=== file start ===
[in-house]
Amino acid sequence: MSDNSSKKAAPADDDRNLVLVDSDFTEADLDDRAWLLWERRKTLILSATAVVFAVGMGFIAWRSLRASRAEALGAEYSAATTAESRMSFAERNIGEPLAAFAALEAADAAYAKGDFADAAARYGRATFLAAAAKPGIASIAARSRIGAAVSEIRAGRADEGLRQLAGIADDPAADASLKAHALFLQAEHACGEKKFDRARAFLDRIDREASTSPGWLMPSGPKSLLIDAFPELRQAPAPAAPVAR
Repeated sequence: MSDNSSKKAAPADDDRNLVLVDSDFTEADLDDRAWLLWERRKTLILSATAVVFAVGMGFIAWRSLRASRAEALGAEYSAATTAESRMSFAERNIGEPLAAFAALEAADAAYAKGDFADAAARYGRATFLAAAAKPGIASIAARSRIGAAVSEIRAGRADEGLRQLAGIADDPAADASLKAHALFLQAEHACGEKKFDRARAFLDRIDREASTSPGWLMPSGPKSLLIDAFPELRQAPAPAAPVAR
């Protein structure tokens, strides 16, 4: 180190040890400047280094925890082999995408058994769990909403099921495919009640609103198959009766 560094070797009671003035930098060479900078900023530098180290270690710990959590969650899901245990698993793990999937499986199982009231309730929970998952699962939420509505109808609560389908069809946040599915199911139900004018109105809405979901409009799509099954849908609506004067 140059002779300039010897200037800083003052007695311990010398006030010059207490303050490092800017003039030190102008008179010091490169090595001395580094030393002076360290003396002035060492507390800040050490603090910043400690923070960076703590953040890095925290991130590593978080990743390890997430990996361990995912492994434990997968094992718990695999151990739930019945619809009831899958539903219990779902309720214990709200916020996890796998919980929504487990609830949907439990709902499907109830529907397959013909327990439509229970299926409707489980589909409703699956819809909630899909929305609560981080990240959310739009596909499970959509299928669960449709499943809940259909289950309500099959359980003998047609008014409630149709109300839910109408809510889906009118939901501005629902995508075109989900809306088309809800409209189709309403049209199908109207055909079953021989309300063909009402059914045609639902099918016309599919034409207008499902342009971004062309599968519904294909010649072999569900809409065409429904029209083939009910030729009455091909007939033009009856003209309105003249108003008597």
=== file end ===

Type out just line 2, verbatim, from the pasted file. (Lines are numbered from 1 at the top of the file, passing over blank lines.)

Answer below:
Amino acid sequence: MSDNSSKKAAPADDDRNLVLVDSDFTEADLDDRAWLLWERRKTLILSATAVVFAVGMGFIAWRSLRASRAEALGAEYSAATTAESRMSFAERNIGEPLAAFAALEAADAAYAKGDFADAAARYGRATFLAAAAKPGIASIAARSRIGAAVSEIRAGRADEGLRQLAGIADDPAADASLKAHALFLQAEHACGEKKFDRARAFLDRIDREASTSPGWLMPSGPKSLLIDAFPELRQAPAPAAPVAR